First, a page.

Rich Hill gives up pair of 2-run home runs as Red Sox drop series finale to Twins, 8-3, on Patriots’ Day

The Red Sox fell behind early and could never recover in an 8-3 loss to the Twins at Fenway Park on Marathon Monday. By dropping the finale, Boston split its four-game series with Minnesota and are now 5-5 on the young season.

Rich Hill, making his second start of the year for the Sox, could not go deeper than five innings once again. Pitching for the first time since his father, Lloyd, passed away last week, the veteran left-hander allowed four earned runs on six hits and two walks to go along with two strikeouts over just 4 2/3 innings of work.

All four runs Hill surrendered on Monday came by way of the long ball. Kyle Garlick got the Twins on the board first by crushing a two-run home run off Hill that was reviewed and upheld with two outs in the first inning.

Two innings later, Hill yielded a leadoff single to Gilberto Celestino that was immediately followed by a two-run blast off the bat of Jorge Polanco to give the Twins a 4-0 advantage.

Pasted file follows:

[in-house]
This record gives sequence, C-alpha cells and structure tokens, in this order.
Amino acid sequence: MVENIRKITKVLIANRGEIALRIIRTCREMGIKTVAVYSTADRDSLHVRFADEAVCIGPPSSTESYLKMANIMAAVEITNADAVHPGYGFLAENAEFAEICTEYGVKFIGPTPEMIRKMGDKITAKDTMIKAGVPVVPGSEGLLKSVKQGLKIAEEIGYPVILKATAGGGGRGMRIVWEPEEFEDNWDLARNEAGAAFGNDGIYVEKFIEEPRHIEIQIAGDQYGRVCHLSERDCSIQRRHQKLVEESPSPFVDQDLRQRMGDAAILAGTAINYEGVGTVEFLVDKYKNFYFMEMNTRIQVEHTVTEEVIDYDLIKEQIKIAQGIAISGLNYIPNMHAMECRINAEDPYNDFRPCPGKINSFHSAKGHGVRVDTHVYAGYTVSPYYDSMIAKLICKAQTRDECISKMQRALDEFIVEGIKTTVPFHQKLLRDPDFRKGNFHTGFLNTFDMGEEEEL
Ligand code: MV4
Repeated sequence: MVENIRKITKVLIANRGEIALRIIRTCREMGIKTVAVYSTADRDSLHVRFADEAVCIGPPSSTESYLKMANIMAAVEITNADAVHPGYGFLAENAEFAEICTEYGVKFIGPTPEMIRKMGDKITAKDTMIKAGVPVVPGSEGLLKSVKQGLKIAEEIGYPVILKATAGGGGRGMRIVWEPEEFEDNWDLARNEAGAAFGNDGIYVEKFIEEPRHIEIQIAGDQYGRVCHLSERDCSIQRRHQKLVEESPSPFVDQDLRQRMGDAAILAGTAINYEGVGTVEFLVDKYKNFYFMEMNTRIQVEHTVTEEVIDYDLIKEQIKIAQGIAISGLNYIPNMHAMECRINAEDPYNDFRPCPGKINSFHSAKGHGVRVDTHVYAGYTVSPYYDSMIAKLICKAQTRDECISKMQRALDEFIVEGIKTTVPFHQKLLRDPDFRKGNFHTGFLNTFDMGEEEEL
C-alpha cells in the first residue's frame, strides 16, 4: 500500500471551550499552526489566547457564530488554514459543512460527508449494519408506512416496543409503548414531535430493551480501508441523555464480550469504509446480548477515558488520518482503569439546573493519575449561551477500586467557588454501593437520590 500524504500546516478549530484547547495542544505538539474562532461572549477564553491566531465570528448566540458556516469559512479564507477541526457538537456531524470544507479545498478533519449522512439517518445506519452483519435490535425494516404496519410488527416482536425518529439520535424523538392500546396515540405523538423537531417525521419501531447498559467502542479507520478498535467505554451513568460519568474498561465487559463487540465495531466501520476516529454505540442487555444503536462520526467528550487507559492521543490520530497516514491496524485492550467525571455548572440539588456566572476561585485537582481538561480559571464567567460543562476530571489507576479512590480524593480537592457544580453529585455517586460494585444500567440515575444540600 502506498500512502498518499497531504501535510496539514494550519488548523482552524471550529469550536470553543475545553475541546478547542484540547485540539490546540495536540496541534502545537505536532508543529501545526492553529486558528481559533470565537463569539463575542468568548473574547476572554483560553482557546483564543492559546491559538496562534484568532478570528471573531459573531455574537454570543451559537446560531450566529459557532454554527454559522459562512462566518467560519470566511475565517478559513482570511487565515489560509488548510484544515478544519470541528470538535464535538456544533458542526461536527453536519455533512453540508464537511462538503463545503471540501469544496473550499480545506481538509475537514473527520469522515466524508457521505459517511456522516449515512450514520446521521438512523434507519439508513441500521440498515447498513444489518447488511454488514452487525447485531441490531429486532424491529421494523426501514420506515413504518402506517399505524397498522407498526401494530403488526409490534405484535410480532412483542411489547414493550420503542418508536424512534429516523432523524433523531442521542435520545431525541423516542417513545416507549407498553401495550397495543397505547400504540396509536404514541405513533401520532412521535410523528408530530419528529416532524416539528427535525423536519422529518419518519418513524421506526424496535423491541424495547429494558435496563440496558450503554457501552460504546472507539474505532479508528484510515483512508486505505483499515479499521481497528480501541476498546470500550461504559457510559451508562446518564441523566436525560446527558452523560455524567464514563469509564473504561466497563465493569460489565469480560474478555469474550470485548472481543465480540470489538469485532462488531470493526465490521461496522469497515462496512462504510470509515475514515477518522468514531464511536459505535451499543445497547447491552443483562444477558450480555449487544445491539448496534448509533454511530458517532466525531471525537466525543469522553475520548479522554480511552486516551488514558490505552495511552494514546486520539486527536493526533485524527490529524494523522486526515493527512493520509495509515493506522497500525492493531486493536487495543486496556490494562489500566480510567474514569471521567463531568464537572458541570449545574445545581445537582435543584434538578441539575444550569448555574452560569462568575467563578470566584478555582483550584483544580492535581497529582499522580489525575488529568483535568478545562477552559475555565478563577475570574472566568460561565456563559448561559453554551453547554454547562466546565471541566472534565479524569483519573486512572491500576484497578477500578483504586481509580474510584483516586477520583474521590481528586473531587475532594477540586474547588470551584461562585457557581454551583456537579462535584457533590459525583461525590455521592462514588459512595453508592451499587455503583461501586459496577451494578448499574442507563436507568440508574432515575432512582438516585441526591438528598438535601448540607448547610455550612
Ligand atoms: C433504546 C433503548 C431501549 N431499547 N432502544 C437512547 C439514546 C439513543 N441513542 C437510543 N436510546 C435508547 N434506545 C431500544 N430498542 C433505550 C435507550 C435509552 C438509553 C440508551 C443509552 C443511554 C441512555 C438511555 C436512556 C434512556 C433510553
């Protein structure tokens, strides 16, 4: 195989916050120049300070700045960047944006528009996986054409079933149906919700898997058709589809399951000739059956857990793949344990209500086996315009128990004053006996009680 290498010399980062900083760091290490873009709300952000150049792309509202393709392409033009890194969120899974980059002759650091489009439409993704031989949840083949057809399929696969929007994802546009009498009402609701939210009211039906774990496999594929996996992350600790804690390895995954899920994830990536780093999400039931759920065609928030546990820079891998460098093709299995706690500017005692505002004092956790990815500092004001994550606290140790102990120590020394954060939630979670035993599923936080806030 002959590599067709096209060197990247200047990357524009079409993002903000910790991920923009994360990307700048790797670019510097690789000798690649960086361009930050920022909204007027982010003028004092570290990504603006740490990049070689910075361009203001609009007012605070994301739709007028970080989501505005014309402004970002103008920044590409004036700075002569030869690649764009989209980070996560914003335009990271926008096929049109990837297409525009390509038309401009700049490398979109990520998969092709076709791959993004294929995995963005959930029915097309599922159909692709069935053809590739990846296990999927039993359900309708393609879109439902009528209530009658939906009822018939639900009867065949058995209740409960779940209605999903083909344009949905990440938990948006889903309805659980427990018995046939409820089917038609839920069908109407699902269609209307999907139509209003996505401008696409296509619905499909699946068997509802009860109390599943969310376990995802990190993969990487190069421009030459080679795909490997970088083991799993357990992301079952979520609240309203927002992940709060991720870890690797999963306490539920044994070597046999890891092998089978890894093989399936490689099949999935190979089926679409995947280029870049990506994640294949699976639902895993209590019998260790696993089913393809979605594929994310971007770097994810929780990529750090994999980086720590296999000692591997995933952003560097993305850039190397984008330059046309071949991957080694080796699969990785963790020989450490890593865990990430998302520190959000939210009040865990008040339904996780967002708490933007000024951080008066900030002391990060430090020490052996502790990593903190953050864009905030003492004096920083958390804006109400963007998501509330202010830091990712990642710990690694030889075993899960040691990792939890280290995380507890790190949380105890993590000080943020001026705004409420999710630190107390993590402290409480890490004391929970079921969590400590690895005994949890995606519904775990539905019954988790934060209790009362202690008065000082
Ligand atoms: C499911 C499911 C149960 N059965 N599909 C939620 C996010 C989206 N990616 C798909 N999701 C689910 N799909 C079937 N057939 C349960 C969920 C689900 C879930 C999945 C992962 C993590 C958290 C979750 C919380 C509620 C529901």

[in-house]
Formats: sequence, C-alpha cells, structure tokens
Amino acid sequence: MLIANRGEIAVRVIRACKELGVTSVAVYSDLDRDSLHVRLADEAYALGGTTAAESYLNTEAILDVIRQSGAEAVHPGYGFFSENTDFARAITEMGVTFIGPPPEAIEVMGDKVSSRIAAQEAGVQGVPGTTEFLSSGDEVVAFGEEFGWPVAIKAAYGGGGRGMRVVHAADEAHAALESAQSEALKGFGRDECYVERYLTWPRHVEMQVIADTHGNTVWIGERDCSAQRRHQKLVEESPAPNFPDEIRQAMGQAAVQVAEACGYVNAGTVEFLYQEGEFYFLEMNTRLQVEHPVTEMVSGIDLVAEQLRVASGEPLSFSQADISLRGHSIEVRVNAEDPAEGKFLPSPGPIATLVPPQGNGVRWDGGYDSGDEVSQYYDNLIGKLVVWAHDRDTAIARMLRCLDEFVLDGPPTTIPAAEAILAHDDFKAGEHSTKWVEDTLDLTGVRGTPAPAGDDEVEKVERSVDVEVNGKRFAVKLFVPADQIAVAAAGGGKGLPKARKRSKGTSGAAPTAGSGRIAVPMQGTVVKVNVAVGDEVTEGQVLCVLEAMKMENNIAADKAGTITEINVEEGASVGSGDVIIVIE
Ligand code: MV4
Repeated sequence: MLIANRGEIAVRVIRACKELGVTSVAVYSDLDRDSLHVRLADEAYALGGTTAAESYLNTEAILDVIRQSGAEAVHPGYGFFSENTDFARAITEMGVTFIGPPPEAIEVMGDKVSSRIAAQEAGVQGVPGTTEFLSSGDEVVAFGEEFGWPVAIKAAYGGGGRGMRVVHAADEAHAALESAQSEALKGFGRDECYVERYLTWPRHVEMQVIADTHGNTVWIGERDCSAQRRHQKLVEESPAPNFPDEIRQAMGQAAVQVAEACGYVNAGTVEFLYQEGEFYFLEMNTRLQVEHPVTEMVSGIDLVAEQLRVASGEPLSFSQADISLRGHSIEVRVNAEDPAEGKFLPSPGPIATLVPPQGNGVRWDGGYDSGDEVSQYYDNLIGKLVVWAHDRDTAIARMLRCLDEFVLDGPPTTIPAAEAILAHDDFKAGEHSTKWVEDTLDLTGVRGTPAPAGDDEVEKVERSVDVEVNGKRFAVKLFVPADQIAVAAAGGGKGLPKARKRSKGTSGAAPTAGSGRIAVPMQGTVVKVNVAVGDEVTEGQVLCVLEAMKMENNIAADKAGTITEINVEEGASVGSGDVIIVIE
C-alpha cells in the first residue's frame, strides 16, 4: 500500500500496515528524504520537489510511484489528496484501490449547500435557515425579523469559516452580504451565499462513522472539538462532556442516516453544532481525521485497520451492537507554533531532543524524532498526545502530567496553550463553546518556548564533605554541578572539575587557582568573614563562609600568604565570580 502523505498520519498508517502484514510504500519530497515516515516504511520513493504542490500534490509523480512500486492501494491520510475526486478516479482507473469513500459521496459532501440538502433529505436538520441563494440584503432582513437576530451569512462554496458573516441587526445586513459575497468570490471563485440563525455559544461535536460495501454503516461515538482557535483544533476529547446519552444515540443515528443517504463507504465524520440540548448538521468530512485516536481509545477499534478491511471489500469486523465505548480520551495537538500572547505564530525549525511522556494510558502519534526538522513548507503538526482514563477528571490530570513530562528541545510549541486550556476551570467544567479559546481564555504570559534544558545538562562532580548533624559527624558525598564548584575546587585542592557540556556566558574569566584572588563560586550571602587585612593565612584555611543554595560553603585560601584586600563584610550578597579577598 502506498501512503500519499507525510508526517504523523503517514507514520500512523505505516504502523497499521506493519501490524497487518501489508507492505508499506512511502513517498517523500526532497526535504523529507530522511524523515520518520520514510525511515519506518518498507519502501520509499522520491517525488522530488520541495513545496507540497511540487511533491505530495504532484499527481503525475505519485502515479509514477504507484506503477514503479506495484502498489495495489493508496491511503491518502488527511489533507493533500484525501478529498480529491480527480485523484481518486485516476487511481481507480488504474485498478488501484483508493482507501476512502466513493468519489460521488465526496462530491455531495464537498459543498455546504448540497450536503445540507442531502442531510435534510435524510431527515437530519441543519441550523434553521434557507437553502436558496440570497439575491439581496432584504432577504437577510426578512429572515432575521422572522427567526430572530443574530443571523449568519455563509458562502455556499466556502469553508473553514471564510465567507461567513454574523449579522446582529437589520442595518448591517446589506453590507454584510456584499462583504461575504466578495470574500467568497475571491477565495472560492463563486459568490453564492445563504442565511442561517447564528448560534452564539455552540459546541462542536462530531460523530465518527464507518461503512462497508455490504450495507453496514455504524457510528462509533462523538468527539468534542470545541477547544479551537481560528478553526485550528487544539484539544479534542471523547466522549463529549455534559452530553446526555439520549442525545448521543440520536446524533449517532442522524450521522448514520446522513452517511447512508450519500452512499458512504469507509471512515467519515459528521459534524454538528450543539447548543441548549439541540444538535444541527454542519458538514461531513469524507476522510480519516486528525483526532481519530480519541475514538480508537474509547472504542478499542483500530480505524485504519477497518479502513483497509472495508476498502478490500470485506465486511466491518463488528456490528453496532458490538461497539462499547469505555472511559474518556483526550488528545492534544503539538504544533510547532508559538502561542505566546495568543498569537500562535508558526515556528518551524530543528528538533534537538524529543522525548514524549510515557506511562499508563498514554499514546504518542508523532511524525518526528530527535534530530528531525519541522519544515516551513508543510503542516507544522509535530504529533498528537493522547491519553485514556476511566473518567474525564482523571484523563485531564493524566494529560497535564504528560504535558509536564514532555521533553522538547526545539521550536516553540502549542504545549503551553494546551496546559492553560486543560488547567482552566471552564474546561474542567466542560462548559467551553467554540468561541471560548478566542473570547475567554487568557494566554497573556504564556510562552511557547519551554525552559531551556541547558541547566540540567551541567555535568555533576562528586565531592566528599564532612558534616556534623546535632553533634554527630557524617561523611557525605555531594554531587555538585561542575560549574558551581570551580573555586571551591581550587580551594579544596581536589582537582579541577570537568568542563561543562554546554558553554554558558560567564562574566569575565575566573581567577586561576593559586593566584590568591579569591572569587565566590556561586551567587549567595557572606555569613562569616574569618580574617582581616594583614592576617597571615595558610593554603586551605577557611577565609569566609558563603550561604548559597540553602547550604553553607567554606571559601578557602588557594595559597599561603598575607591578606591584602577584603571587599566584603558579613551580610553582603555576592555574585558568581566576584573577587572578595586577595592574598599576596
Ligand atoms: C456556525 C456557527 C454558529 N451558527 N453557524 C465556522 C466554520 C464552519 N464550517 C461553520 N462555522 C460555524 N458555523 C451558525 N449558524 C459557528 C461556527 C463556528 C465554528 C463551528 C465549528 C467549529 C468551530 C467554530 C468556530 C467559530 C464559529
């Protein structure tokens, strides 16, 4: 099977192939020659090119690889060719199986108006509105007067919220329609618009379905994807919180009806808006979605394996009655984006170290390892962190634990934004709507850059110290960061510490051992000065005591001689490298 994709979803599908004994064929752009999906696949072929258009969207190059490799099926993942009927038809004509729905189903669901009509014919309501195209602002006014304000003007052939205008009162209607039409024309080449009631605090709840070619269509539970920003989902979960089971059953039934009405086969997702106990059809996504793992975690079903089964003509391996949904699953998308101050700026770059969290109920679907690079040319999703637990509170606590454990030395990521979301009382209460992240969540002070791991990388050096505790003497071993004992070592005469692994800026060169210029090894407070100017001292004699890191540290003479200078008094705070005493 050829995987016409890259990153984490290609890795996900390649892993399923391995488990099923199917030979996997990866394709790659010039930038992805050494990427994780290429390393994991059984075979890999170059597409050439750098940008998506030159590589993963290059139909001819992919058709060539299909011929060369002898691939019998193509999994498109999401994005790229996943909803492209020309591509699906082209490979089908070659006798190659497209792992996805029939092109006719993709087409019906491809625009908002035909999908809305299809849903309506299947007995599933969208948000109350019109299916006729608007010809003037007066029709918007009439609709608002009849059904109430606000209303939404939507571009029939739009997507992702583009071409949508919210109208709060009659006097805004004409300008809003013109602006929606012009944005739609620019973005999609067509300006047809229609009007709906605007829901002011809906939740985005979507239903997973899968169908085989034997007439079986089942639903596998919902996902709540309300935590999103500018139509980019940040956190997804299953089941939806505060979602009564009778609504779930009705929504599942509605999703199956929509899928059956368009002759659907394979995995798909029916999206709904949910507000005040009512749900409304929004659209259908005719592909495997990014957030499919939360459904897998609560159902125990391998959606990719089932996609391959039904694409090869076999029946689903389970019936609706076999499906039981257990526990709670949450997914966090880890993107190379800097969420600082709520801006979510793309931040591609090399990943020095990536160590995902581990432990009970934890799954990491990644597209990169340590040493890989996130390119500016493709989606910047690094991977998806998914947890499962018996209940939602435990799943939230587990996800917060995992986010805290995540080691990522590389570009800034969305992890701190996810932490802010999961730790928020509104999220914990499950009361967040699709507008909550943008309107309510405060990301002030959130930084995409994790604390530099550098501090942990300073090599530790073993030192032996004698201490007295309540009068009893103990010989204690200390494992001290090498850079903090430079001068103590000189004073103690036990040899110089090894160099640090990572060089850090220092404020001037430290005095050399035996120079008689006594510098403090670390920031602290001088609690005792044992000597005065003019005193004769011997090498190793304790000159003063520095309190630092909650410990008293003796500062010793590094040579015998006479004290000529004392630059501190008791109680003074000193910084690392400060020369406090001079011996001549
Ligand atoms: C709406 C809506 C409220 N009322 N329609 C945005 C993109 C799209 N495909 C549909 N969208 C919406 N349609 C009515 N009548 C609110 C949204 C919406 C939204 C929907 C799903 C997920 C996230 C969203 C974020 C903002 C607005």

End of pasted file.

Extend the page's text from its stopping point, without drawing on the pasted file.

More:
Hill settled in a bit and retired seven of eight at one point, but his day came to a close after giving up a two-out single to Gio Urshela in the top of the fifth. Finishing with a final pitch count of 80 (55 strikes), the 42-year-old southpaw threw 39 curveballs and 33 four-seam fastballs on Monday. He induced all four of his swings-and-misses with the former and averaged 87.4 mph with the latter.

In relief of Hill, Phillips Valdez received the first call out of the Red Sox bullpen from manager Alex Cora. Valdez stranded the lone runner he inherited in the top of the fifth before the Boston lineup finally got something going on their end in the bottom half.

Held in check by Twins starter Dylan Bundy to that point in the contest, Alex Verdugo led things off by drilling a line-drive double to left field and advancing to third base on a Christian Arroyo single. Arroyo tagged up to second before Verdugo scored from third on an RBI groundout off the bat of Christian Vazquez.

Valdez picked up where he left off in the sixth by retiring the side in order. The Sox then threatened in the bottom of the frame, as Rafael Devers and Xander Bogaerts both reached base to put runners at second and third with only one out.